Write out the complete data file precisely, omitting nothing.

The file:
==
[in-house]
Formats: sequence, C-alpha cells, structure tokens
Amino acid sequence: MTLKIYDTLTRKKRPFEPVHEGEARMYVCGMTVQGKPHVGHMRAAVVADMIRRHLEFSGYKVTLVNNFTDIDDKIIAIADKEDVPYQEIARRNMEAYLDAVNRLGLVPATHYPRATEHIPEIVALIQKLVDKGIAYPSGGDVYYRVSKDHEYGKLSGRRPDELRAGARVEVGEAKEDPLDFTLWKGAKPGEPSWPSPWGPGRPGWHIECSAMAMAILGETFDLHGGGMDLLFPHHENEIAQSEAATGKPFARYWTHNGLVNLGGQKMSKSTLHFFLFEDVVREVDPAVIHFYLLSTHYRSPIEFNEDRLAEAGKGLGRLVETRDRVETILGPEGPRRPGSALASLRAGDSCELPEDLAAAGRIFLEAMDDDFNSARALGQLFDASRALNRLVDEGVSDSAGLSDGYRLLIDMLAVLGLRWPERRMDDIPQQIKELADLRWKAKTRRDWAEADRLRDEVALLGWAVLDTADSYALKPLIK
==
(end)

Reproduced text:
[in-house]
Formats: sequence, C-alpha cells, structure tokens
Amino acid sequence: MTLKIYDTLTRKKRPFEPVHEGEARMYVCGMTVQGKPHVGHMRAAVVADMIRRHLEFSGYKVTLVNNFTDIDDKIIAIADKEDVPYQEIARRNMEAYLDAVNRLGLVPATHYPRATEHIPEIVALIQKLVDKGIAYPSGGDVYYRVSKDHEYGKLSGRRPDELRAGARVEVGEAKEDPLDFTLWKGAKPGEPSWPSPWGPGRPGWHIECSAMAMAILGETFDLHGGGMDLLFPHHENEIAQSEAATGKPFARYWTHNGLVNLGGQKMSKSTLHFFLFEDVVREVDPAVIHFYLLSTHYRSPIEFNEDRLAEAGKGLGRLVETRDRVETILGPEGPRRPGSALASLRAGDSCELPEDLAAAGRIFLEAMDDDFNSARALGQLFDASRALNRLVDEGVSDSAGLSDGYRLLIDMLAVLGLRWPERRMDDIPQQIKELADLRWKAKTRRDWAEADRLRDEVALLGWAVLDTADSYALKPLIK